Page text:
If you’re feeling down and need a pick-me-up, there are all kinds of things you can do.
You can meditate. You can go for a walk. You can pray.
All those things are great, don’t get me wrong. But today I want to introduce you to something you’ve probably never read about in any spiritual text. Ever.
It’s the power of a look to heal you. And not just any look.
Yes, I know it’s a “just” stuffed animal rendition of Dumbo. Yes, I know that stuffed animals are not given their due for their profound spiritual healing abilities, but hear me out!
A while back, Melissa and I were performing one of our rap songs at a ministerial conference. This was my first time performing for this particular group of people, and I was a little nervous. It was a group of professional spiritual types.
What if they didn’t like what we did? What if we bombed? What if, more specifically, I bombed?
The performance came and went. It went great. Lots of people seemed to like it. We were aware of bringing joy to the audience, which is our main goal in everything we do.
So what was the problem?
The problem was my mind.
The day after the performance, my mind was full of noise. Noise about what I could have done better. Noise about all the reasons people might not have liked what we did. Noise about anything my mind could come up with that was negative or contracted or bad.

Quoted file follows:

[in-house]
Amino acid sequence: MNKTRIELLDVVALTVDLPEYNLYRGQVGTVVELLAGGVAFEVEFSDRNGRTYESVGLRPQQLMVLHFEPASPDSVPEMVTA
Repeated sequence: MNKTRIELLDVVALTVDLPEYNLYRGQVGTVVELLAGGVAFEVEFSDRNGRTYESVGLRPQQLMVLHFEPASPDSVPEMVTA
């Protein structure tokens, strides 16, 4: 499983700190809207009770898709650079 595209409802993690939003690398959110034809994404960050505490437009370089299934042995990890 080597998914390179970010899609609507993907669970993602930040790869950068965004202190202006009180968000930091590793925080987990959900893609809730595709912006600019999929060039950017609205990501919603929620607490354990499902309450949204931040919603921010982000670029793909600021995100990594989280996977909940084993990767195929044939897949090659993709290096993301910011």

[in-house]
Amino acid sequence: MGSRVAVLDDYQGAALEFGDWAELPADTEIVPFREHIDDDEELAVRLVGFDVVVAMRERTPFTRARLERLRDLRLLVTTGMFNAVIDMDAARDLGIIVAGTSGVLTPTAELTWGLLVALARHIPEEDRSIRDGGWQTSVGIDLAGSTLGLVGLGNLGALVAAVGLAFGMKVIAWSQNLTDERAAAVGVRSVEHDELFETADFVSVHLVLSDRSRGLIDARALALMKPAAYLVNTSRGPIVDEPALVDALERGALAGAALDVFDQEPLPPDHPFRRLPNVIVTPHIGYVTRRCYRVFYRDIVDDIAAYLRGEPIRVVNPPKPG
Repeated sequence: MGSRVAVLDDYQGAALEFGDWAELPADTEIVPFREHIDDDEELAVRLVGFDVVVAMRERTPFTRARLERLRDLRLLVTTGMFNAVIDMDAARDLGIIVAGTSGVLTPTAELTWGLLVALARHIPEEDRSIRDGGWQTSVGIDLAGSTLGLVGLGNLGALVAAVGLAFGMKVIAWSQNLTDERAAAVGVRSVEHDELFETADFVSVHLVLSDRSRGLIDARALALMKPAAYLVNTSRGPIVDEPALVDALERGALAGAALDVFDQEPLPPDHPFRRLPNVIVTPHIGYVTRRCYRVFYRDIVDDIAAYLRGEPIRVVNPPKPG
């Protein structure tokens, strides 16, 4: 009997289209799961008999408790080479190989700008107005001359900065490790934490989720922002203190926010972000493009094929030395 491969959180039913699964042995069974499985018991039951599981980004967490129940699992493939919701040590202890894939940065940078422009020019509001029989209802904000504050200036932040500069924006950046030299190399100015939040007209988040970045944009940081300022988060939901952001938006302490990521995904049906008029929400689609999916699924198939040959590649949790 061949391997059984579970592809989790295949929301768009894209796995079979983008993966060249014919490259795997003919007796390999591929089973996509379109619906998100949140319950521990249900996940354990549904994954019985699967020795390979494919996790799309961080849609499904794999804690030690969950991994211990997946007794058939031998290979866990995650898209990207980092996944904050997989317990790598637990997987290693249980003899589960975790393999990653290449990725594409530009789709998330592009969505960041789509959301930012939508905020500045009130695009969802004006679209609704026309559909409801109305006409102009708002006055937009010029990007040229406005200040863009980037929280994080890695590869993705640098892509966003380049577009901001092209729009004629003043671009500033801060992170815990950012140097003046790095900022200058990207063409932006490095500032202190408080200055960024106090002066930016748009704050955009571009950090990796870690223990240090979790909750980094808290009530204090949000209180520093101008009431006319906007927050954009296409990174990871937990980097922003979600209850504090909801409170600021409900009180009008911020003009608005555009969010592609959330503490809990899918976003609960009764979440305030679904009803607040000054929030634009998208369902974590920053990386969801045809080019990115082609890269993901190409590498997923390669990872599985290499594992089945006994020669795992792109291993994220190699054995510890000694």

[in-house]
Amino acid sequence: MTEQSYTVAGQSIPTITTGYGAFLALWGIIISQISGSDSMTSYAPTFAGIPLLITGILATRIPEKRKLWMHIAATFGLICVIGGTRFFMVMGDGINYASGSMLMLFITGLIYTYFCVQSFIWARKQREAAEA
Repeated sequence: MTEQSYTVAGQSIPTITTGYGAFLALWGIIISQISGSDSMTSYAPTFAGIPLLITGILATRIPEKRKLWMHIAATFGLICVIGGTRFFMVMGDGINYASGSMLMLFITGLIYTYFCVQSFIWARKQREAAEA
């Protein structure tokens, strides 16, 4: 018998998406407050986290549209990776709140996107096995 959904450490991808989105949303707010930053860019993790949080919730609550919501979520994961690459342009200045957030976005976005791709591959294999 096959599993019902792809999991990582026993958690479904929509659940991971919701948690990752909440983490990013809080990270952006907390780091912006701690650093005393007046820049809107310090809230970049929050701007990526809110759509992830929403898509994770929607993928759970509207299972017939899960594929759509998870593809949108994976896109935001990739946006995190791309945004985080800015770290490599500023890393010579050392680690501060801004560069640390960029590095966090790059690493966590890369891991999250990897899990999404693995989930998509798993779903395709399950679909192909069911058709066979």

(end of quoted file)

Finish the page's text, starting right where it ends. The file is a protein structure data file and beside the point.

And that’s when Melissa came up with an intervention.
She pulled out the stuffed Dumbo, who had just been given to her by the wonderful Molly Cameron, and she said, “Really?”
As in, are those things really true?
If you’ve ever heard of The Work by Byron Katie, it was like a Disney version of that. But with a stuffed elephant as the deliverer of the intervention.
You think you sucked? You think everything is awful? Really? Is that really true?
I have to say, it was pretty hard to maintain the barrage of negative thinking when faced with such an expression. Somehow, stuffed Dumbo managed to remind the little kid inside me that everything was going to be okay.
Not only that, but when you’re talking to a stuffed animal, it’s hard to take anything that seriously. All the things that had seemed so important and so wrong just moments before felt less wrong and less important.
It didn’t totally knock me out of my funk, but it was the beginning of the turn-around.
In my case, a stuffed animal did the trick. But maybe you have a real animal’s face you can look at. Or the face of a child. Or a friend. Maybe you can see the face in real life, or maybe you can picture it in your mind.
Then, ask yourself: What mischief is going on in my head right now? What am I making bad and wrong and awful?
And to all those things, I have just one question:
What is your experience with “Really?” therapy? Share your comments below!